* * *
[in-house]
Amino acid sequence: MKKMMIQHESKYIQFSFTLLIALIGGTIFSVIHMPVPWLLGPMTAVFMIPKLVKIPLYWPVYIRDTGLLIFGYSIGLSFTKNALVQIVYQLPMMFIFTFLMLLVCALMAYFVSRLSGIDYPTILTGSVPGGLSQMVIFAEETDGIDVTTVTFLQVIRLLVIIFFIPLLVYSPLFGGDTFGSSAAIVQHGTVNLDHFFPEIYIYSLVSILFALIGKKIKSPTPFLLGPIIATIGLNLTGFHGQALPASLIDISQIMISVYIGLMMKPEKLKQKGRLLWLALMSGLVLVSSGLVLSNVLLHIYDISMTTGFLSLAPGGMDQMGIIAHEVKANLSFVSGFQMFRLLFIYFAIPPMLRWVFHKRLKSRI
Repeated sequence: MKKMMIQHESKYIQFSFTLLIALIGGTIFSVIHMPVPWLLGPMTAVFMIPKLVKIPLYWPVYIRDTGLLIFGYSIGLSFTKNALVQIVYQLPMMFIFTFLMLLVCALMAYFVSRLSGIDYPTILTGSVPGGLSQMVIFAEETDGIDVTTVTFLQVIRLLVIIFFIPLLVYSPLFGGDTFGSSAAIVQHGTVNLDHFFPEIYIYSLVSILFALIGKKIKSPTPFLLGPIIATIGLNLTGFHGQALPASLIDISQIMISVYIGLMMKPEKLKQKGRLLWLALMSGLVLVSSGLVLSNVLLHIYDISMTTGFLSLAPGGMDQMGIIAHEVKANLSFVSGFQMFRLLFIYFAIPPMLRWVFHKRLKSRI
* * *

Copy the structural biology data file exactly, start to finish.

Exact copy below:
[in-house]
Amino acid sequence: MKKMMIQHESKYIQFSFTLLIALIGGTIFSVIHMPVPWLLGPMTAVFMIPKLVKIPLYWPVYIRDTGLLIFGYSIGLSFTKNALVQIVYQLPMMFIFTFLMLLVCALMAYFVSRLSGIDYPTILTGSVPGGLSQMVIFAEETDGIDVTTVTFLQVIRLLVIIFFIPLLVYSPLFGGDTFGSSAAIVQHGTVNLDHFFPEIYIYSLVSILFALIGKKIKSPTPFLLGPIIATIGLNLTGFHGQALPASLIDISQIMISVYIGLMMKPEKLKQKGRLLWLALMSGLVLVSSGLVLSNVLLHIYDISMTTGFLSLAPGGMDQMGIIAHEVKANLSFVSGFQMFRLLFIYFAIPPMLRWVFHKRLKSRI
Repeated sequence: MKKMMIQHESKYIQFSFTLLIALIGGTIFSVIHMPVPWLLGPMTAVFMIPKLVKIPLYWPVYIRDTGLLIFGYSIGLSFTKNALVQIVYQLPMMFIFTFLMLLVCALMAYFVSRLSGIDYPTILTGSVPGGLSQMVIFAEETDGIDVTTVTFLQVIRLLVIIFFIPLLVYSPLFGGDTFGSSAAIVQHGTVNLDHFFPEIYIYSLVSILFALIGKKIKSPTPFLLGPIIATIGLNLTGFHGQALPASLIDISQIMISVYIGLMMKPEKLKQKGRLLWLALMSGLVLVSSGLVLSNVLLHIYDISMTTGFLSLAPGGMDQMGIIAHEVKANLSFVSGFQMFRLLFIYFAIPPMLRWVFHKRLKSRI